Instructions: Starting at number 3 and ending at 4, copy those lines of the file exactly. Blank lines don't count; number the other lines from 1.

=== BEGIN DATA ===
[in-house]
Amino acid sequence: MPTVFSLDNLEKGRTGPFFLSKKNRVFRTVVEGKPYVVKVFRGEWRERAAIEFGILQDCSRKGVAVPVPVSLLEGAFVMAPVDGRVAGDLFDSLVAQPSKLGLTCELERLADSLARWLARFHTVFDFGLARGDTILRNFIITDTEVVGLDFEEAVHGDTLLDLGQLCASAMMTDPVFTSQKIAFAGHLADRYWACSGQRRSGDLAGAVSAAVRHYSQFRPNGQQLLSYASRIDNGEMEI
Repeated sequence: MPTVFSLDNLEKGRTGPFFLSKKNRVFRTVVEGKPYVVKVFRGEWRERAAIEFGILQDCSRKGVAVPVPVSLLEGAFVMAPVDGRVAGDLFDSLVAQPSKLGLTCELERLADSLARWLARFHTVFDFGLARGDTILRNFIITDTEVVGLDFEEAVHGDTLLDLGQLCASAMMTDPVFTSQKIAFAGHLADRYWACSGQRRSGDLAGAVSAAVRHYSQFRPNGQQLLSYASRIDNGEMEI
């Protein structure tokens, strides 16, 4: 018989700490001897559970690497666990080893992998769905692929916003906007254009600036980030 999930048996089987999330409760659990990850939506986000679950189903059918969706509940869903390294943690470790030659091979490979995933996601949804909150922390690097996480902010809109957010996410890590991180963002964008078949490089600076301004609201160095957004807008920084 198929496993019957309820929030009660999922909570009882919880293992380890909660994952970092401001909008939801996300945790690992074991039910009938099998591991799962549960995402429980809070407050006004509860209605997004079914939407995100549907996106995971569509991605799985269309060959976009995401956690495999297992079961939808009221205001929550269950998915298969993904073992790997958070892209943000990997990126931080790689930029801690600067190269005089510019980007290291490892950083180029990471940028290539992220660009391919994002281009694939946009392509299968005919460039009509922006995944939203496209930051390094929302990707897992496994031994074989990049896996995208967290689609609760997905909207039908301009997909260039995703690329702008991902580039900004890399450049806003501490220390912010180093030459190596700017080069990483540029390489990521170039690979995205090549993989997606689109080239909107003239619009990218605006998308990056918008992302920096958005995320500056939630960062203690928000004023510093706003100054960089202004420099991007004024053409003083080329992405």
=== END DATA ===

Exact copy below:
Repeated sequence: MPTVFSLDNLEKGRTGPFFLSKKNRVFRTVVEGKPYVVKVFRGEWRERAAIEFGILQDCSRKGVAVPVPVSLLEGAFVMAPVDGRVAGDLFDSLVAQPSKLGLTCELERLADSLARWLARFHTVFDFGLARGDTILRNFIITDTEVVGLDFEEAVHGDTLLDLGQLCASAMMTDPVFTSQKIAFAGHLADRYWACSGQRRSGDLAGAVSAAVRHYSQFRPNGQQLLSYASRIDNGEMEI
């Protein structure tokens, strides 16, 4: 018989700490001897559970690497666990080893992998769905692929916003906007254009600036980030 999930048996089987999330409760659990990850939506986000679950189903059918969706509940869903390294943690470790030659091979490979995933996601949804909150922390690097996480902010809109957010996410890590991180963002964008078949490089600076301004609201160095957004807008920084 198929496993019957309820929030009660999922909570009882919880293992380890909660994952970092401001909008939801996300945790690992074991039910009938099998591991799962549960995402429980809070407050006004509860209605997004079914939407995100549907996106995971569509991605799985269309060959976009995401956690495999297992079961939808009221205001929550269950998915298969993904073992790997958070892209943000990997990126931080790689930029801690600067190269005089510019980007290291490892950083180029990471940028290539992220660009391919994002281009694939946009392509299968005919460039009509922006995944939203496209930051390094929302990707897992496994031994074989990049896996995208967290689609609760997905909207039908301009997909260039995703690329702008991902580039900004890399450049806003501490220390912010180093030459190596700017080069990483540029390489990521170039690979995205090549993989997606689109080239909107003239619009990218605006998308990056918008992302920096958005995320500056939630960062203690928000004023510093706003100054960089202004420099991007004024053409003083080329992405």